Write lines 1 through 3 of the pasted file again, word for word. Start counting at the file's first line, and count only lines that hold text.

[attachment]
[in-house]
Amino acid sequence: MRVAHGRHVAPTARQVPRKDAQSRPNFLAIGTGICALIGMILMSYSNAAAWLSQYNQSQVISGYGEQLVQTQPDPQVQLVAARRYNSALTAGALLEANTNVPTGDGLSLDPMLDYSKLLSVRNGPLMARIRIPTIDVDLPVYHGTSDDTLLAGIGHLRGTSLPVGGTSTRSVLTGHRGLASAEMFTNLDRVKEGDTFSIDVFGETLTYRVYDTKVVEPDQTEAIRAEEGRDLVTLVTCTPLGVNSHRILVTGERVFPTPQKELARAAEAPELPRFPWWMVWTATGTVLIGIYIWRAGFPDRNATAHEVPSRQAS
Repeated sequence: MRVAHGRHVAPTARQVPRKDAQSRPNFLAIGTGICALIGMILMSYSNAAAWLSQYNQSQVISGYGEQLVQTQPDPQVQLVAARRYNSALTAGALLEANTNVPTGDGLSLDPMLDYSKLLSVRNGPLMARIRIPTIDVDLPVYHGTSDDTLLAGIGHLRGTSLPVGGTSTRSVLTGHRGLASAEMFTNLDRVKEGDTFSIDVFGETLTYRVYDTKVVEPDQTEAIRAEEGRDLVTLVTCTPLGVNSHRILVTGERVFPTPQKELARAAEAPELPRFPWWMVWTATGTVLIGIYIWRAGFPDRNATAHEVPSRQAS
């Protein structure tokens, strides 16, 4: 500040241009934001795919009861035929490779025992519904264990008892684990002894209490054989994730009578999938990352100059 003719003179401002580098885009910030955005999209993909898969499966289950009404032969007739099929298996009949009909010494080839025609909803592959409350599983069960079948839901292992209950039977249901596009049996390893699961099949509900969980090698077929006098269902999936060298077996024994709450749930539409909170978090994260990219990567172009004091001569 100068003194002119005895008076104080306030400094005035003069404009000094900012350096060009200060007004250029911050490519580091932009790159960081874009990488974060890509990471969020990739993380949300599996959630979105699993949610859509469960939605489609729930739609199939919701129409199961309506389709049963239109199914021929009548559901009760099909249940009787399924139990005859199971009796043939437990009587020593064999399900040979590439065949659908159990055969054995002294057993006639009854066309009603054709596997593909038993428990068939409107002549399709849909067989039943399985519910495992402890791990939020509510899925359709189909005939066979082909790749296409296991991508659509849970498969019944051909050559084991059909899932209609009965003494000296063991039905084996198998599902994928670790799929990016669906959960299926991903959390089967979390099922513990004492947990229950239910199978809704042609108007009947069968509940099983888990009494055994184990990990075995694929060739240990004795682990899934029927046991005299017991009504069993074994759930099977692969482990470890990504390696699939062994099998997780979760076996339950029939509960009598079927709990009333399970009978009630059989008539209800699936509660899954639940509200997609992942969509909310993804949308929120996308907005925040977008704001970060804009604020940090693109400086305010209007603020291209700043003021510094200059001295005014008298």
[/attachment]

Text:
[in-house]
Amino acid sequence: MRVAHGRHVAPTARQVPRKDAQSRPNFLAIGTGICALIGMILMSYSNAAAWLSQYNQSQVISGYGEQLVQTQPDPQVQLVAARRYNSALTAGALLEANTNVPTGDGLSLDPMLDYSKLLSVRNGPLMARIRIPTIDVDLPVYHGTSDDTLLAGIGHLRGTSLPVGGTSTRSVLTGHRGLASAEMFTNLDRVKEGDTFSIDVFGETLTYRVYDTKVVEPDQTEAIRAEEGRDLVTLVTCTPLGVNSHRILVTGERVFPTPQKELARAAEAPELPRFPWWMVWTATGTVLIGIYIWRAGFPDRNATAHEVPSRQAS
Repeated sequence: MRVAHGRHVAPTARQVPRKDAQSRPNFLAIGTGICALIGMILMSYSNAAAWLSQYNQSQVISGYGEQLVQTQPDPQVQLVAARRYNSALTAGALLEANTNVPTGDGLSLDPMLDYSKLLSVRNGPLMARIRIPTIDVDLPVYHGTSDDTLLAGIGHLRGTSLPVGGTSTRSVLTGHRGLASAEMFTNLDRVKEGDTFSIDVFGETLTYRVYDTKVVEPDQTEAIRAEEGRDLVTLVTCTPLGVNSHRILVTGERVFPTPQKELARAAEAPELPRFPWWMVWTATGTVLIGIYIWRAGFPDRNATAHEVPSRQAS